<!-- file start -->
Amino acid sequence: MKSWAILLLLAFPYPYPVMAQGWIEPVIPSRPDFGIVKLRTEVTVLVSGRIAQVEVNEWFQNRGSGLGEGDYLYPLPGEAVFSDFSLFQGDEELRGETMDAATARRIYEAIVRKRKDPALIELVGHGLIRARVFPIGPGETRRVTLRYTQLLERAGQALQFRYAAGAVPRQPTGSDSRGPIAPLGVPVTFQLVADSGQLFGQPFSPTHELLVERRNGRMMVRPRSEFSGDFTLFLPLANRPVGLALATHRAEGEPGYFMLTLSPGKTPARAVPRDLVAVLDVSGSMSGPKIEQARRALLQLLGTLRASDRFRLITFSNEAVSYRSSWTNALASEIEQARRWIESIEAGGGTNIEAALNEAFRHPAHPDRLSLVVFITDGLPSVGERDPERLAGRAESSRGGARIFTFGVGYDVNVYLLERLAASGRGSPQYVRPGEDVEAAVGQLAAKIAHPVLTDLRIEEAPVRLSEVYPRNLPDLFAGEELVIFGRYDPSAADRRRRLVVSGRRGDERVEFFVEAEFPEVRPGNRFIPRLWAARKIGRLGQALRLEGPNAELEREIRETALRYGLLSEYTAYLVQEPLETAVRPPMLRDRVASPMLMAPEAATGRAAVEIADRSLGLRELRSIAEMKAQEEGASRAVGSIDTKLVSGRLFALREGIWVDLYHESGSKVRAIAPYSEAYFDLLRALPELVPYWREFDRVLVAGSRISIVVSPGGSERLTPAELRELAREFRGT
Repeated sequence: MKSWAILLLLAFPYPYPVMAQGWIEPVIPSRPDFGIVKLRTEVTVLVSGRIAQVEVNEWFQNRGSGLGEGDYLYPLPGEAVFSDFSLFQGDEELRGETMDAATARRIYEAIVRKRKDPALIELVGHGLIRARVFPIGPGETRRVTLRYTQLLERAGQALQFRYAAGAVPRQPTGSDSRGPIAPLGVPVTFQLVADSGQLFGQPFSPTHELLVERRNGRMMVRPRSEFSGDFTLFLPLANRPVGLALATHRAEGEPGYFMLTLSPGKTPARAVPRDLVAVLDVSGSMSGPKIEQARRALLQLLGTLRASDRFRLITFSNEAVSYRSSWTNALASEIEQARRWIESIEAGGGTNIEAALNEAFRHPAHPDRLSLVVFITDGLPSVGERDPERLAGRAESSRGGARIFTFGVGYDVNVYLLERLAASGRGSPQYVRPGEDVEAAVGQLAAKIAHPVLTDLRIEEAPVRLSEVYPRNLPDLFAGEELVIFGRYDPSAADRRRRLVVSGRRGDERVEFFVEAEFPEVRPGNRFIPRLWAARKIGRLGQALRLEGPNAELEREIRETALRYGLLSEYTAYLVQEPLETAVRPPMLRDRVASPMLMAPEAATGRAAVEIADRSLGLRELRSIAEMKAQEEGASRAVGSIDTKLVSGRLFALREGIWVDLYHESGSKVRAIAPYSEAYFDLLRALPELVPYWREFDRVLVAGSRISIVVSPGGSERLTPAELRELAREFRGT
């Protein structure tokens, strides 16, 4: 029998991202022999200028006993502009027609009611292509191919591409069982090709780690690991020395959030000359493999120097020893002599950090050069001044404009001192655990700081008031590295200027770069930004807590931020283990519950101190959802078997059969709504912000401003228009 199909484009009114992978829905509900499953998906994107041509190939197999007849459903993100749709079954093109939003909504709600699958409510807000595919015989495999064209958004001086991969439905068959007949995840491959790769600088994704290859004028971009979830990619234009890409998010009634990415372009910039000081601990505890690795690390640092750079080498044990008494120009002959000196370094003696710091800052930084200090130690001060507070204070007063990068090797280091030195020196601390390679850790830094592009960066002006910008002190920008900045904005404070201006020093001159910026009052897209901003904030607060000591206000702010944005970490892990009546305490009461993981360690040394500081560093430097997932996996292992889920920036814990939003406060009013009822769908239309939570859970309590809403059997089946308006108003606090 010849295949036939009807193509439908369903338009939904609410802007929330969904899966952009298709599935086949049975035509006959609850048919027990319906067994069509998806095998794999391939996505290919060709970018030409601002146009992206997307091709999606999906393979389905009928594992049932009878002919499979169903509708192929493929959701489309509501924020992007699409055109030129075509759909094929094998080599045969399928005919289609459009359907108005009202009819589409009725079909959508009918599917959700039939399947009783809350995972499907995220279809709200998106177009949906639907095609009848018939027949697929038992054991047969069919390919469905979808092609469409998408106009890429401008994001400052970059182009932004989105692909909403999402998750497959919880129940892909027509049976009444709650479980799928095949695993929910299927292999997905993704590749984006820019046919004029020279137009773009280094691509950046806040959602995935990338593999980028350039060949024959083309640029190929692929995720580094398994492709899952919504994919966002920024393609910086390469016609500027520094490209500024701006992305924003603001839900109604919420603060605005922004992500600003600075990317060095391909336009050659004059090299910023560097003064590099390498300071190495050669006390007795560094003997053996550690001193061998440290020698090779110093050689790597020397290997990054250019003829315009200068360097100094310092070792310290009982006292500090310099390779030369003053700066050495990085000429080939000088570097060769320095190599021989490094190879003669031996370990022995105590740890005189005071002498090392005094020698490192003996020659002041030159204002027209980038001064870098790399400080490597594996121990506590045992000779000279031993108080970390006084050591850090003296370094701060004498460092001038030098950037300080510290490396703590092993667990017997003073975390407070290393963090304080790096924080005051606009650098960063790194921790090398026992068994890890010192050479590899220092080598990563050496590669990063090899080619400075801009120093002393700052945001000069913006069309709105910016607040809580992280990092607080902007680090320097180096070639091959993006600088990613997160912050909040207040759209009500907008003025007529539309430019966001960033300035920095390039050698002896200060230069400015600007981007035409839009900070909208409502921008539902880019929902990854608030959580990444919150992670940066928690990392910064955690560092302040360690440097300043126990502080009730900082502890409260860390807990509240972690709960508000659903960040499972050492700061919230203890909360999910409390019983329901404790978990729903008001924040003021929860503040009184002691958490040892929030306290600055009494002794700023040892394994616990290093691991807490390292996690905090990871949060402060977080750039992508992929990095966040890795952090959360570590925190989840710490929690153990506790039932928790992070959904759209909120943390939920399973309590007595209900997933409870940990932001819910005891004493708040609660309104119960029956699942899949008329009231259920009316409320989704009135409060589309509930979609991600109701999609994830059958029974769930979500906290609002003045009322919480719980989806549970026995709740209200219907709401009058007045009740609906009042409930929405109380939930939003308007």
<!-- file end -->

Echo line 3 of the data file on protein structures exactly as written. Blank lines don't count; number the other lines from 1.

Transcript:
């Protein structure tokens, strides 16, 4: 029998991202022999200028006993502009027609009611292509191919591409069982090709780690690991020395959030000359493999120097020893002599950090050069001044404009001192655990700081008031590295200027770069930004807590931020283990519950101190959802078997059969709504912000401003228009 199909484009009114992978829905509900499953998906994107041509190939197999007849459903993100749709079954093109939003909504709600699958409510807000595919015989495999064209958004001086991969439905068959007949995840491959790769600088994704290859004028971009979830990619234009890409998010009634990415372009910039000081601990505890690795690390640092750079080498044990008494120009002959000196370094003696710091800052930084200090130690001060507070204070007063990068090797280091030195020196601390390679850790830094592009960066002006910008002190920008900045904005404070201006020093001159910026009052897209901003904030607060000591206000702010944005970490892990009546305490009461993981360690040394500081560093430097997932996996292992889920920036814990939003406060009013009822769908239309939570859970309590809403059997089946308006108003606090 010849295949036939009807193509439908369903338009939904609410802007929330969904899966952009298709599935086949049975035509006959609850048919027990319906067994069509998806095998794999391939996505290919060709970018030409601002146009992206997307091709999606999906393979389905009928594992049932009878002919499979169903509708192929493929959701489309509501924020992007699409055109030129075509759909094929094998080599045969399928005919289609459009359907108005009202009819589409009725079909959508009918599917959700039939399947009783809350995972499907995220279809709200998106177009949906639907095609009848018939027949697929038992054991047969069919390919469905979808092609469409998408106009890429401008994001400052970059182009932004989105692909909403999402998750497959919880129940892909027509049976009444709650479980799928095949695993929910299927292999997905993704590749984006820019046919004029020279137009773009280094691509950046806040959602995935990338593999980028350039060949024959083309640029190929692929995720580094398994492709899952919504994919966002920024393609910086390469016609500027520094490209500024701006992305924003603001839900109604919420603060605005922004992500600003600075990317060095391909336009050659004059090299910023560097003064590099390498300071190495050669006390007795560094003997053996550690001193061998440290020698090779110093050689790597020397290997990054250019003829315009200068360097100094310092070792310290009982006292500090310099390779030369003053700066050495990085000429080939000088570097060769320095190599021989490094190879003669031996370990022995105590740890005189005071002498090392005094020698490192003996020659002041030159204002027209980038001064870098790399400080490597594996121990506590045992000779000279031993108080970390006084050591850090003296370094701060004498460092001038030098950037300080510290490396703590092993667990017997003073975390407070290393963090304080790096924080005051606009650098960063790194921790090398026992068994890890010192050479590899220092080598990563050496590669990063090899080619400075801009120093002393700052945001000069913006069309709105910016607040809580992280990092607080902007680090320097180096070639091959993006600088990613997160912050909040207040759209009500907008003025007529539309430019966001960033300035920095390039050698002896200060230069400015600007981007035409839009900070909208409502921008539902880019929902990854608030959580990444919150992670940066928690990392910064955690560092302040360690440097300043126990502080009730900082502890409260860390807990509240972690709960508000659903960040499972050492700061919230203890909360999910409390019983329901404790978990729903008001924040003021929860503040009184002691958490040892929030306290600055009494002794700023040892394994616990290093691991807490390292996690905090990871949060402060977080750039992508992929990095966040890795952090959360570590925190989840710490929690153990506790039932928790992070959904759209909120943390939920399973309590007595209900997933409870940990932001819910005891004493708040609660309104119960029956699942899949008329009231259920009316409320989704009135409060589309509930979609991600109701999609994830059958029974769930979500906290609002003045009322919480719980989806549970026995709740209200219907709401009058007045009740609906009042409930929405109380939930939003308007």